Ely’s soundscape picks up the progressions and rhythms of perambulation, bodies wandering and making sound as they move. Sound production is a mutual co-constitutive event of traversing in and through countless sounds of unequal forces that are indifferent to their inequality and are thus indeterminate. There is walking, walking together, there are voices, singular whispers, individual conversations, and full throated street talk, there is laughter, street music of different sorts, loons (yes, even the “awesome” sound of loons, or is it of the striking beauty of the loons themselves, maybe both), traffic noise, street vendor sounds, families in conversation, restaurant sounds, a leaf blower’s drone. Until the final fade out to silence there is always movement and transition.
Sounds organize as themes mostly over an ambient street noise and they labour to fashion a series of sonic structurings that build on, through and with each other, where themes pop up in surprising juxtapositions or entanglements to create a polyphonic city vibrancy with resolve but no resolution, just plateaus of intensity that take on a life of their own and sustain the possibilities, through sonic potentials, of place. A plateau is a co-constitutive entanglement that works to build a milieu, a crazy intensive worlding through which we find grip in the flux and surge of social life, and where things actualize enough for us to take our next step.
So, in Ely’s composition of sound events, scenes, and moments there is the sense-uncertainty of transition, silence and getting lost. Ely’s sonic scenes create surprising tonal entanglements that build as a resonant, contingent adding to: a parataxis. He tracks auditory themes, pressures, undertones, disturbances, overtones, commotions, corrections, and innovations in which I linger. I want to linger in the impossible moments of openness and transition that embrace unfinishedness while trying to find ways to footholds in the flux of transitioning. Sounds and the spaces between sounds are so precarious that we mostly want, as subjects, to penetrate them in order to identify things and so jump quickly into the safety of sense making. In the stabilizing resources of sense certainty and in the grip of identity thinking, representation and system, we can move unproblematically and habitually from concept to world without a thought about the uncertainties of transitioning, about our wild guesses about what seductive sounds we tune into and out of, and about radically different possibilities in futures conjured in soundings as unruly activity not fixed entities.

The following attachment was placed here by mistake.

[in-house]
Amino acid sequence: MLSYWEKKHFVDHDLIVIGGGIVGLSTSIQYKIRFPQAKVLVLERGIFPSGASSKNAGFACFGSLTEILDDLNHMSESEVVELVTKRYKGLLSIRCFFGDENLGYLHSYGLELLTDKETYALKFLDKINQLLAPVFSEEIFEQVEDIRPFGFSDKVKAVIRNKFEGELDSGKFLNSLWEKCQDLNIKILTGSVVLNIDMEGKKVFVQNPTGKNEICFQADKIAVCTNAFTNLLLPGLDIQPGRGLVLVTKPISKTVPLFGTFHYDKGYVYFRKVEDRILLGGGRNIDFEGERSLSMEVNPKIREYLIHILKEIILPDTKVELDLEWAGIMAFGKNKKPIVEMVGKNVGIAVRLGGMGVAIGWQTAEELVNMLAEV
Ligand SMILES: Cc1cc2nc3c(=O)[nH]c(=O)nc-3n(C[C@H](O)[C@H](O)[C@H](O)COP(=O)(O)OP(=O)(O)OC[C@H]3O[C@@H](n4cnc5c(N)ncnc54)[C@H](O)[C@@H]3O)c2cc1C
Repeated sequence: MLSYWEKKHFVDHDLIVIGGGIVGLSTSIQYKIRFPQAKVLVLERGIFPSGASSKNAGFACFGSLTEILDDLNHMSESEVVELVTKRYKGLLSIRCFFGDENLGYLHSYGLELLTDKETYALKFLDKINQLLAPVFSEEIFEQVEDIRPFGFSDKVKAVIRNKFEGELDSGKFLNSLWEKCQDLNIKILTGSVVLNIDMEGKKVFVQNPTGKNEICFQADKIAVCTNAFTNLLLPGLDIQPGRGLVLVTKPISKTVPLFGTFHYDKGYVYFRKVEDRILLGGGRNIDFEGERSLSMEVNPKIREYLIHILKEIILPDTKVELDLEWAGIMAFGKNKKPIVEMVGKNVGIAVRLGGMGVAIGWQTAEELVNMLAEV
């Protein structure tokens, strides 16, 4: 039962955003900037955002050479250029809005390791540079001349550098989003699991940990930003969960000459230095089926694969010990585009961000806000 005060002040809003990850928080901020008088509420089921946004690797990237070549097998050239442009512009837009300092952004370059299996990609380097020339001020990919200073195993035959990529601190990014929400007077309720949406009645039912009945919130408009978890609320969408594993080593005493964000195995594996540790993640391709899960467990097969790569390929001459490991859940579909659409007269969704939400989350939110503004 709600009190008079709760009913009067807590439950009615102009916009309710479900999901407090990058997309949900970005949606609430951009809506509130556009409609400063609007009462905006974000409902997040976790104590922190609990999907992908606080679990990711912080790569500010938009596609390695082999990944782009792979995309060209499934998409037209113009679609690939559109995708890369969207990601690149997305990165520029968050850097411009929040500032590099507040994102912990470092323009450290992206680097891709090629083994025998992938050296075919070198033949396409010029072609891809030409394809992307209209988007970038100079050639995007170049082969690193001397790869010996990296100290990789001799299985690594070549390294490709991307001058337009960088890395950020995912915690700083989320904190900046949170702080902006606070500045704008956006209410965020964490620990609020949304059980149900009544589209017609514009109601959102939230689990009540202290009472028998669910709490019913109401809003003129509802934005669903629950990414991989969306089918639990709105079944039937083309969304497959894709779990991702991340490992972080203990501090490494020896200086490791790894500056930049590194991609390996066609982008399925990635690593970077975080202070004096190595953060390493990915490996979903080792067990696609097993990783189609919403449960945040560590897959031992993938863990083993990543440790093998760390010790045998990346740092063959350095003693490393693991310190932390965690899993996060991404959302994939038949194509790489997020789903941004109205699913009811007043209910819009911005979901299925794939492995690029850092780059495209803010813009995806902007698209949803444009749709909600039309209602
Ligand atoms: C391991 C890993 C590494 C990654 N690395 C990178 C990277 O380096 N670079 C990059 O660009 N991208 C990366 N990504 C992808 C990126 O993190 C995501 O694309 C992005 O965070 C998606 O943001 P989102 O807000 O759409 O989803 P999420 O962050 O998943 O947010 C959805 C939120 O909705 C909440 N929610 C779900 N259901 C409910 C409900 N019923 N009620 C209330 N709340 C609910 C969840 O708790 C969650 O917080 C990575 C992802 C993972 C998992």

But guessing and attuning keep us open to what happens in unfolding worlds of sound as potential, as something that happens while an atmosphere throws itself together in incommensurable noises, registers, refrains, languages, modulations, tempos and publics? Ely’s soundscape is an intensification of sense/sound/scene events that ebbs and flows. The soundscape is a milieu of sensations that generates many versions of itself, mutually coexisting and affirming, always in the act of emergence, assembling. The sounds of an unfinished world–as an indefinite “not yet”, as the conditional and destabilizing “If” of “If one night”–flash through every determination of sound and image, meaning, or habit of listening here. That conditional “If” moves with the force of something nascent, or deferred, or maybe even missing, but always pressing. It is the condition of change that occurs when image touches matter and sound touches us.
Deleuze, Giles, and Felix Guattari 1987 A Thousand Plateaus: Capitalism and Schizophrenia. Minneapolis: University of Minnesota Press.
Stewart, Kathleen 2010 Worlding Refrains. In The Affect Theory Reader. Melissa Gregg and Gregory J. Seigworth, eds. Pp. 339-353. Durham and London: Duke University Press.